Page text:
Duke University's poliovirus-based glioblastoma treatment burst on the scene in 2015, thanks to the CBS show "60 Minutes." At the time, only a few patients had received the treatment, and it was unclear if a virus would even work against brain tumors. Now, the scientists behind it are reporting an "encouraging" long-term survival rate in patients with recurrent glioblastoma.
The treatment is a form of the poliovirus vaccine, genetically engineered to preferentially hunt down tumor cells. It is delivered straight into the brain tumor via a surgically implanted catheter. It works by killing cancer cells and simultaneously triggering an immune response against the tumor. Some of the study's authors are named on patents for the technology, which was licensed to Istari Oncology, a Duke spinoff that's working to commercialize the modified virus, known as PVSRIPO.
In a 61-patient, phase 1 trial, patients had a two-year survival rate of 21%, compared to 14% in a historical control group. The contrast in three-year survival was even starker, with 21% of the poliovirus patients and only 4% of the control patients still living. The five-year survival rate for glioblastoma, the most aggressive brain cancer, ranges from 5% to 19%, declining as patients get older.
But the study, published in The New England Journal of Medicine, should be taken with a grain of salt. For starters, it did not have a true control group because of ethical concerns (PDF) behind giving patients a sham treatment. Instead, the researchers used historical data from 104 recurrent glioblastoma patients at Duke who had undergone the standard treatment and who would have been eligible for the trial. Furthermore, the number of patients who survived may be too small to be able to draw concrete conclusions.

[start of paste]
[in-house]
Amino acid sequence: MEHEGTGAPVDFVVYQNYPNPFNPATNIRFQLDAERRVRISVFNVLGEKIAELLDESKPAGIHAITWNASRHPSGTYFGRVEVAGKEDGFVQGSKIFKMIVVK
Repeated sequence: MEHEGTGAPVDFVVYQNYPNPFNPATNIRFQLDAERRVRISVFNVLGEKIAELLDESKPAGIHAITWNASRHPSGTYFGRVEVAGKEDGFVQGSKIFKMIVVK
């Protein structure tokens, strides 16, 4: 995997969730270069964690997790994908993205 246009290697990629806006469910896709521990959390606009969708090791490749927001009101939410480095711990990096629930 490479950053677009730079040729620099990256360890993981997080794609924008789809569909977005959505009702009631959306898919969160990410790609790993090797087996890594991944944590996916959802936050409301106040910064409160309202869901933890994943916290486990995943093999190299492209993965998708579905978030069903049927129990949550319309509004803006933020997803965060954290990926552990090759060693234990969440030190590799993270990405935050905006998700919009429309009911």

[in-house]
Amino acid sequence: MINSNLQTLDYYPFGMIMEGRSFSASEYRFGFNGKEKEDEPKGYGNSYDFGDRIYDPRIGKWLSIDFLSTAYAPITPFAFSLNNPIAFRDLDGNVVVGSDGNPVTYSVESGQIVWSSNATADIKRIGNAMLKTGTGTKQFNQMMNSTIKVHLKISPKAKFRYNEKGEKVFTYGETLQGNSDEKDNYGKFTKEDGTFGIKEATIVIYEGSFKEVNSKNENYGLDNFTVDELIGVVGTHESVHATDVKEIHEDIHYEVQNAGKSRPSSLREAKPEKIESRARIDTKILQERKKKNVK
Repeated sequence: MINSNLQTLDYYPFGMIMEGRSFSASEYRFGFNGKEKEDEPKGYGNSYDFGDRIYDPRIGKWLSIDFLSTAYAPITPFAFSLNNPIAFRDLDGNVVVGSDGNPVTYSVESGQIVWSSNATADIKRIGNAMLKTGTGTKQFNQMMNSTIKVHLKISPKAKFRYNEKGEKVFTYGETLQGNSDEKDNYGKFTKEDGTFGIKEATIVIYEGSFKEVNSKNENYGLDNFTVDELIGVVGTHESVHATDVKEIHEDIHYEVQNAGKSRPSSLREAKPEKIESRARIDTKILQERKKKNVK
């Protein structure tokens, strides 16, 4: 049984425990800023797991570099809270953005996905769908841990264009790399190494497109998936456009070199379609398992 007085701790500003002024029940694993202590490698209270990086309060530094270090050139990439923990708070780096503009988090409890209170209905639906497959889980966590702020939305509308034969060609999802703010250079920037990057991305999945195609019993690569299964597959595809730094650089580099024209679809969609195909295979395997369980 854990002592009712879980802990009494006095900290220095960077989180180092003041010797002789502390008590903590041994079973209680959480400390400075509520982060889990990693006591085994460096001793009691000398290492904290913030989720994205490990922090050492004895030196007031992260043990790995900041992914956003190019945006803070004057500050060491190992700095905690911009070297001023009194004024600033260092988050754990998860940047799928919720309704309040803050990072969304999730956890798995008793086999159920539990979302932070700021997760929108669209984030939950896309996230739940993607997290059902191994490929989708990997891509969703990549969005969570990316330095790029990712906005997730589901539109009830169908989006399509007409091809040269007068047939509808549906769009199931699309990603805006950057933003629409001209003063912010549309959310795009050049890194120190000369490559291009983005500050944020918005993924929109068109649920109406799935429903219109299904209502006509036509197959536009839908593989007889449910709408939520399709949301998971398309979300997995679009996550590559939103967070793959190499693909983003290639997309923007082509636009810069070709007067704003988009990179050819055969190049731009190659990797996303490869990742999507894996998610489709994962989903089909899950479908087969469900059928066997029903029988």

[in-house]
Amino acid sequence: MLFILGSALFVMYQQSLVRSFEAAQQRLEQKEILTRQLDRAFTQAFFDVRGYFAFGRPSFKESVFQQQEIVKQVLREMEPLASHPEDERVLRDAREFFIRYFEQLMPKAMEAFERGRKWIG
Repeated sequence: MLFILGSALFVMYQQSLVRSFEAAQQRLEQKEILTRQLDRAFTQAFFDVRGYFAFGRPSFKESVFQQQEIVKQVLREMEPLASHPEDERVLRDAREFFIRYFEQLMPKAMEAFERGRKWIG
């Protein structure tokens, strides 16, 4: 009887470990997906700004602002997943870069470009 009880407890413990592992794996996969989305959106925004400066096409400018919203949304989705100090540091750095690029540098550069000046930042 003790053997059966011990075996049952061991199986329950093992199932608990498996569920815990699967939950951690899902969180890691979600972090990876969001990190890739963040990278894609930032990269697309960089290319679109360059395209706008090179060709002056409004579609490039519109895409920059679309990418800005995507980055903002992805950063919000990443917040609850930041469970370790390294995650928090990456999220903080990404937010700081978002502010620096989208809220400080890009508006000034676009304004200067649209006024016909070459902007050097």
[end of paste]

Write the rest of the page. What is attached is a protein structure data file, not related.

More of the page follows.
The researchers are "encouraged and eager" to press on with further studies, said senior author Darell Bigner, M.D., Ph.D., emeritus director of the Preston Robert Tisch Brain Tumor Center at Duke, in a press release.
“Similar to many immunotherapies, it appears that some patients don’t respond for one reason or another, but if they respond, they often become long-term survivors,” said co-lead author Annick Desjardins, M.D. “The big question is, how can we make sure that everybody responds?”
There is one cancer-killing virus on the market—Amgen's Imlygic, based on the herpes virus, to treat melanoma—and several more in the clinic. Oncology researchers are particularly interested in testing the viruses along with other cancer treatments, including immune-boosting checkpoint inhibitors. For example, scientists in Canada are testing the Maraba virus with a checkpoint inhibitor in triple-negative breast cancer, and a team in the U.K. is looking at the potential of combining reovirus with radiation, chemotherapy and surgery in brain tumors.
The Duke team is testing the polio-based treatment in combination with approved cancer therapies. PVSRIPO is in a phase 2 trial alongside lomustine, a chemo drug already used in patients with recurrent glioblastoma. And, looking beyond brain cancer, Duke researchers reported during the recent annual meeting of the American Society of Clinical Oncology that a combo of PVSRIPO and a checkpoint inhibitor slowed breast tumor growth in mice.
Some patients with breast cancer or melanoma "will soon be eligible" to join clinical trials testing the poliovirus treatment, Duke said in the statement.